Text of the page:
"Researchers have found that bovine colostrum supports immune function5 and intestinal health6 and can help prevent upper respiratory illnesses," adds celebrity chef, nutritionist, and reiki master Serena Poon, C.N., CHC, CHN. "Colostrum is also great for your skin6!" 

Let's dive into those skin-related benefits, shall we? First things first: Colostrum and collagen are not frenemies—they actually work synergistically. "Colostrum helps stimulate collagen production7," notes Poon. 

As we discussed up top, "Collagen is a protein that your body creates naturally that gives your skin elasticity," she adds. "Natural production of this protein decreases with age, so people are often looking for ways to support this process."

And thanks to those growth factors and immunoproteins, colostrum may help with fibroblast activation, wound healing, and tissue repair, says King—all of which happen to be top-notch benefits for healthy skin aging. "[Colostrum] has even been shown to repair damaged skin8," says Poon. 

Who should take colostrum vs. collagen? 

Not to answer a question with a question, but why choose one at all? You can totally take colostrum and collagen in the same routine. Remember: Colostrum supports collagen; no catty relationship at play here. 

"Both collagen and colostrum have similar benefits in terms of skin care and for gut health," explains Poon. "Collagen supplements on their own have been shown to improve skin hydration and elasticity9 and colostrum actually helps stimulate the production of collagen7 in your body." 

That being said, if you're looking for immune-supporting properties in addition to skin-related perks, you might want to turn to colostrum. On the flip side, those looking for joint comfort and muscle health may want to stick to collagen.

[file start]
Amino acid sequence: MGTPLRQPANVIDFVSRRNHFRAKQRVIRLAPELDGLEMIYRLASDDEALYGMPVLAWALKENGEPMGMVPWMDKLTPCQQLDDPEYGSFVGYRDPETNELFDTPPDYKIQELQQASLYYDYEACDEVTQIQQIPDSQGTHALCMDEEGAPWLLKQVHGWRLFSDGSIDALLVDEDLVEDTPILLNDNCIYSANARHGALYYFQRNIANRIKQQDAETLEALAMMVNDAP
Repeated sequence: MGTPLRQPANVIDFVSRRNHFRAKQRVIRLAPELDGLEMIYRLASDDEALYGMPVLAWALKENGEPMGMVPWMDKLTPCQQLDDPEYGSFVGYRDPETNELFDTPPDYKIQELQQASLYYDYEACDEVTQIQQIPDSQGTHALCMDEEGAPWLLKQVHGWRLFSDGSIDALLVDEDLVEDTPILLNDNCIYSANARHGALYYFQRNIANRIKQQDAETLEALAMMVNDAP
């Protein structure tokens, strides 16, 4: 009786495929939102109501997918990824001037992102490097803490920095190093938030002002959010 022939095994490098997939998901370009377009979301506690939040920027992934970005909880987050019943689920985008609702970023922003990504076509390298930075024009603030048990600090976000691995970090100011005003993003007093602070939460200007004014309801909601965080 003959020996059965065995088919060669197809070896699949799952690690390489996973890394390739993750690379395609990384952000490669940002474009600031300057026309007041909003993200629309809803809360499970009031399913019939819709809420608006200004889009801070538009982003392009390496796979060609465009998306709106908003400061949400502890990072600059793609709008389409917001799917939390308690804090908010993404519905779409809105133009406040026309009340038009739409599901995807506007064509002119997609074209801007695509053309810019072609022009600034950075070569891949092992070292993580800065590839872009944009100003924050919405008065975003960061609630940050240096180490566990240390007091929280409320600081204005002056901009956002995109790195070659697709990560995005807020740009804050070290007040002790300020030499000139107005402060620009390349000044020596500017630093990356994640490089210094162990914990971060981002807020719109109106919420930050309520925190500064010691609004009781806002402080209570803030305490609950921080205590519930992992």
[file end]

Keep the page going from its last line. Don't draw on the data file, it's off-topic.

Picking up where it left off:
For what it's worth, neither supplement is vegan. But bovine colostrum is technically a dairy product (whereas bovine collagen typically comes from the connective tissue, bones, cartilage, and hides of cows), so it is not considered vegetarian. "If you prefer a vegetarian diet, then colostrum may be more appealing," says King. 

If you do follow a vegan lifestyle, Poon recommends opting for other nutrients and bioactives to help you produce or maintain your natural collagen levels—like, say, vitamin C. "Colostrum helps boost collagen production, but so does vitamin C," she notes. "This antioxidant (which is not derived from animals) can be applied directly to skin or consumed to support skin elasticity and anti-aging effects10." Feel free to check out our favorite vitamin C supplements here if you're in the market for a new bottle. 

The verdict 

So, is colostrum the new collagen? Not quite. In fact, I hesitate to even pit the two against each other—collagen and colostrum can both be wonderful additions to your supplement routine, especially for those looking for extra skin and gut health benefits. If you want more of an immune boost, colostrum might be your best bet; if joints, bones, and protein intake are more important to you, then collagen powders might be the move.

Choose your own adventure—just don't forget to assess the labels of the product you do select.